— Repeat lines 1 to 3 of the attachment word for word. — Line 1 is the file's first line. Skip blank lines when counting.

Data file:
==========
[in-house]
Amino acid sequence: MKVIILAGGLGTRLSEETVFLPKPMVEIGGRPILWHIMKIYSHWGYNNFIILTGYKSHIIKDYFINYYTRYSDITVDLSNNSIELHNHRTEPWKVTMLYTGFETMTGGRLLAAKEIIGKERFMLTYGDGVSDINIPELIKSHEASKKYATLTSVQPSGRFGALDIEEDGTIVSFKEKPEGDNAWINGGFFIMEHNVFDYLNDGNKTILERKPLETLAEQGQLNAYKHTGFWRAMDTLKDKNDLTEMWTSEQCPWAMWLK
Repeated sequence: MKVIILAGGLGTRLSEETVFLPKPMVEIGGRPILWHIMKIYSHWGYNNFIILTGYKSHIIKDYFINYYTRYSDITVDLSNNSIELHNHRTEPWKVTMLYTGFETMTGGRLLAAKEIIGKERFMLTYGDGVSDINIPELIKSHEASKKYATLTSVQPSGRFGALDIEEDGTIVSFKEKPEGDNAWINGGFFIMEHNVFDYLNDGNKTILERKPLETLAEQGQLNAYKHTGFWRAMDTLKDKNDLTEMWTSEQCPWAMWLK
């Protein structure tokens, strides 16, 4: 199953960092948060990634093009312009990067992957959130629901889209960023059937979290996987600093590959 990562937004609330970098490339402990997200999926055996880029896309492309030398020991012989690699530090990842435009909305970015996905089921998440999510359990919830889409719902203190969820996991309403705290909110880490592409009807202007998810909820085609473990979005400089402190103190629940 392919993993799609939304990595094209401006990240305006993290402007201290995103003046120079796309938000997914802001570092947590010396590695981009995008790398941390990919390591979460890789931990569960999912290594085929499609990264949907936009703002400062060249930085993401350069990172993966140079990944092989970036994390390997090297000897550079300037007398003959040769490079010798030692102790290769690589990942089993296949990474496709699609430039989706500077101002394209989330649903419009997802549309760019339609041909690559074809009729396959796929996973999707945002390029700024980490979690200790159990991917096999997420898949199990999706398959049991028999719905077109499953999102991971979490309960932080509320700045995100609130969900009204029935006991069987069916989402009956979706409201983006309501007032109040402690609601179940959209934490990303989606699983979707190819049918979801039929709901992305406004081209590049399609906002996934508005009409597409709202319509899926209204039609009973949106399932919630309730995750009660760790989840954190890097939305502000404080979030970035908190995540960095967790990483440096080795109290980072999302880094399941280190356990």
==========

[in-house]
Amino acid sequence: MKVIILAGGLGTRLSEETVFLPKPMVEIGGRPILWHIMKIYSHWGYNNFIILTGYKSHIIKDYFINYYTRYSDITVDLSNNSIELHNHRTEPWKVTMLYTGFETMTGGRLLAAKEIIGKERFMLTYGDGVSDINIPELIKSHEASKKYATLTSVQPSGRFGALDIEEDGTIVSFKEKPEGDNAWINGGFFIMEHNVFDYLNDGNKTILERKPLETLAEQGQLNAYKHTGFWRAMDTLKDKNDLTEMWTSEQCPWAMWLK
Repeated sequence: MKVIILAGGLGTRLSEETVFLPKPMVEIGGRPILWHIMKIYSHWGYNNFIILTGYKSHIIKDYFINYYTRYSDITVDLSNNSIELHNHRTEPWKVTMLYTGFETMTGGRLLAAKEIIGKERFMLTYGDGVSDINIPELIKSHEASKKYATLTSVQPSGRFGALDIEEDGTIVSFKEKPEGDNAWINGGFFIMEHNVFDYLNDGNKTILERKPLETLAEQGQLNAYKHTGFWRAMDTLKDKNDLTEMWTSEQCPWAMWLK